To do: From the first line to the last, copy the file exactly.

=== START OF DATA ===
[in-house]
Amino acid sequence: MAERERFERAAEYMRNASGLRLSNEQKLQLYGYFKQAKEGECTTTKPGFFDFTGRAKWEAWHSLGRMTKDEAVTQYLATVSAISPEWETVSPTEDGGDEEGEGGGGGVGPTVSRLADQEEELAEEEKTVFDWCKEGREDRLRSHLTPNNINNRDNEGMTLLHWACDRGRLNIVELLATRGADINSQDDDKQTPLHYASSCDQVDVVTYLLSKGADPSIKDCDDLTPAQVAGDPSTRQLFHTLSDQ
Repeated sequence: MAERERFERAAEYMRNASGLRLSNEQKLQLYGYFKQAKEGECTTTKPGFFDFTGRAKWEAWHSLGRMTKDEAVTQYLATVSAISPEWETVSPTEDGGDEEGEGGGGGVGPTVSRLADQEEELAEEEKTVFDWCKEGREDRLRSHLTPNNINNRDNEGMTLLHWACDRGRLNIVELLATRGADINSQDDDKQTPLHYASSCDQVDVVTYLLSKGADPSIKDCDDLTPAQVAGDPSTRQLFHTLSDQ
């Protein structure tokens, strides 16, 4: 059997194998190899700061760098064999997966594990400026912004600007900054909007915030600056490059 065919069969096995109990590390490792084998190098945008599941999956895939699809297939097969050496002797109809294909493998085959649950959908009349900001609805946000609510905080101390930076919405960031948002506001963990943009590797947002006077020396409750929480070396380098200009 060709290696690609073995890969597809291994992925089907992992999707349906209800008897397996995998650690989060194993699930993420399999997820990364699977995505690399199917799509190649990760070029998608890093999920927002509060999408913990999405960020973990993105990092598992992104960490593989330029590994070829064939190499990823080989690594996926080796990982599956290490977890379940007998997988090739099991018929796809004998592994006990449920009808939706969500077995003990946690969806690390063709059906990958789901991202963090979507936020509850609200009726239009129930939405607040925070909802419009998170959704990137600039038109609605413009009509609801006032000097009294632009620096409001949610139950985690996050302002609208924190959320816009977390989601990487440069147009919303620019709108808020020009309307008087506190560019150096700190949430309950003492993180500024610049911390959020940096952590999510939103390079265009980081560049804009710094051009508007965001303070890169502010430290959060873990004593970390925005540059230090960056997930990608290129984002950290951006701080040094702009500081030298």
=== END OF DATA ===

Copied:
[in-house]
Amino acid sequence: MAERERFERAAEYMRNASGLRLSNEQKLQLYGYFKQAKEGECTTTKPGFFDFTGRAKWEAWHSLGRMTKDEAVTQYLATVSAISPEWETVSPTEDGGDEEGEGGGGGVGPTVSRLADQEEELAEEEKTVFDWCKEGREDRLRSHLTPNNINNRDNEGMTLLHWACDRGRLNIVELLATRGADINSQDDDKQTPLHYASSCDQVDVVTYLLSKGADPSIKDCDDLTPAQVAGDPSTRQLFHTLSDQ
Repeated sequence: MAERERFERAAEYMRNASGLRLSNEQKLQLYGYFKQAKEGECTTTKPGFFDFTGRAKWEAWHSLGRMTKDEAVTQYLATVSAISPEWETVSPTEDGGDEEGEGGGGGVGPTVSRLADQEEELAEEEKTVFDWCKEGREDRLRSHLTPNNINNRDNEGMTLLHWACDRGRLNIVELLATRGADINSQDDDKQTPLHYASSCDQVDVVTYLLSKGADPSIKDCDDLTPAQVAGDPSTRQLFHTLSDQ
């Protein structure tokens, strides 16, 4: 059997194998190899700061760098064999997966594990400026912004600007900054909007915030600056490059 065919069969096995109990590390490792084998190098945008599941999956895939699809297939097969050496002797109809294909493998085959649950959908009349900001609805946000609510905080101390930076919405960031948002506001963990943009590797947002006077020396409750929480070396380098200009 060709290696690609073995890969597809291994992925089907992992999707349906209800008897397996995998650690989060194993699930993420399999997820990364699977995505690399199917799509190649990760070029998608890093999920927002509060999408913990999405960020973990993105990092598992992104960490593989330029590994070829064939190499990823080989690594996926080796990982599956290490977890379940007998997988090739099991018929796809004998592994006990449920009808939706969500077995003990946690969806690390063709059906990958789901991202963090979507936020509850609200009726239009129930939405607040925070909802419009998170959704990137600039038109609605413009009509609801006032000097009294632009620096409001949610139950985690996050302002609208924190959320816009977390989601990487440069147009919303620019709108808020020009309307008087506190560019150096700190949430309950003492993180500024610049911390959020940096952590999510939103390079265009980081560049804009710094051009508007965001303070890169502010430290959060873990004593970390925005540059230090960056997930990608290129984002950290951006701080040094702009500081030298």